Vegetables respond to darkness and light even after they’ve been picked


(ILLUSTRATION BY ALLA DREYVITSER/THE WASHINGTON POST)
June 24, 2013
Taking fresh produce to a new level, study finds vegetables alive on the shelf

The veggies on the produce shelf are still alive and kicking. That’s the conclusion of a study published last week in Current Biology, which shows that cabbages and other vegetables are capable of responding to their environment long after they’ve been plucked from the ground.

Researchers bought supermarket cabbages and exposed some of them to periods of light and darkness similar to what occur on the farm. Others were kept in either constant light or constant darkness. Those on a regular day/night cycle created up to three times as many glucosinolates as the other cabbages. These organic compounds help fend off pests in the wild — and, indeed, when the scientists exposed the cabbages to hungry caterpillars, the day/night cabbages were better able to fend them off. Glucosinolates are also anticarcinogenic. Consider that the next time you leave your veggies all alone in the cold, dark crisper.

Laser scanning detects 1,200-year-old lost city beneath Cambodian forest

A lost city known only from inscriptions that existed 1,200 years ago has been uncovered in what is now Cambodia using airborne laser scanning.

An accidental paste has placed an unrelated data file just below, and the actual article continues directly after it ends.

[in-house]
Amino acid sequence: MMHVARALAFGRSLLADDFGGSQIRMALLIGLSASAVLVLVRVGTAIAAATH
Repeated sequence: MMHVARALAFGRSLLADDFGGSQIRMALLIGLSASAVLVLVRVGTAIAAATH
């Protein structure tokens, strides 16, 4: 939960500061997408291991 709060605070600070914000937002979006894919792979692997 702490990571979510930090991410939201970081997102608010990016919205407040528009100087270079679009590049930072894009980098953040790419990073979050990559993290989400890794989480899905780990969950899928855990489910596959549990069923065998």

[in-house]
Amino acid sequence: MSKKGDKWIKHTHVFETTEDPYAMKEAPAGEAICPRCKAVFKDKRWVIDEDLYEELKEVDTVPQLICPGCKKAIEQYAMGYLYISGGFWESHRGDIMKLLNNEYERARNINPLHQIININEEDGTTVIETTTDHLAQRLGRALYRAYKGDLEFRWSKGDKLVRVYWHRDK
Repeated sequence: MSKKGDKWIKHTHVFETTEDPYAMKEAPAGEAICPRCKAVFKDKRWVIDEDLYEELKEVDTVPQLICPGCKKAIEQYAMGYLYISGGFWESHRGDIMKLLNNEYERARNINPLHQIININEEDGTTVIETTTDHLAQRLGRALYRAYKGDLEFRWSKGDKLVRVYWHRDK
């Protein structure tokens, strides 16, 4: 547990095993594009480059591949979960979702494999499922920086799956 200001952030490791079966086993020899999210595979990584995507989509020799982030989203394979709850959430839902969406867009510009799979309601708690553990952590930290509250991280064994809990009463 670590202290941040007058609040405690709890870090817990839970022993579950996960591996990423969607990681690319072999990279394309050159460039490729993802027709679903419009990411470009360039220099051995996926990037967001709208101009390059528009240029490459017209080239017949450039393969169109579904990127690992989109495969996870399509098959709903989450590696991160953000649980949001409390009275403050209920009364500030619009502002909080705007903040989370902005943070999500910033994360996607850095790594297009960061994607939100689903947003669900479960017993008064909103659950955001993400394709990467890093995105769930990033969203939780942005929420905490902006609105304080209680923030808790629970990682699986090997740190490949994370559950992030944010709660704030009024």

The previously undocumented cityscape, called Mahendraparvata, is hidden beneath a dense forest on the holy mountain Phnom Kulen, which means “Mountain of the Lychees.”

The cityscape came into clear view, along with a vast expanse of ancient urban spaces that made up Greater Angkor, where one of the largest religious monuments ever constructed — Angkor Wat, meaning “temple city” — was built between 1113 and 1150.

Scientists had previously used remote sensing to map subtle traces of Angkor. But dense vegetation veils much of the complex, making it impenetrable to conventional remote-sensing techniques, the researchers noted.

In the new study, led by the Archaeology and Development Foundation’s Phnom Kulen program, the team relied on airborne laser scanning to survey about 140 square miles.

This scanning technique “provides an unparalleled ability to penetrate dense vegetation cover and map archaeological remains on the forest floor,” the researchers wrote in a manuscript accepted for publication by the Proceedings of the National Academy of Sciences.

The survey revealed traces of planned urban spaces surrounding the major temples of Angkor, they wrote. In addition, the researchers confirmed the existence of “a vast, low-density urban periphery stretching far beyond the major Angkorian temples.”

“It’s the same sort of configuration as Los Angeles — so, a dense middle, but it consists of huge, sprawling suburbs connected by giant roads and canals in exactly the same way as the freeways link up Los Angeles,” said Roland Fletcher of the University of Sydney.

In Photos: The Riddle of Ancient Angkor Wat

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In Photos: Amazing Ruins of the Ancient World

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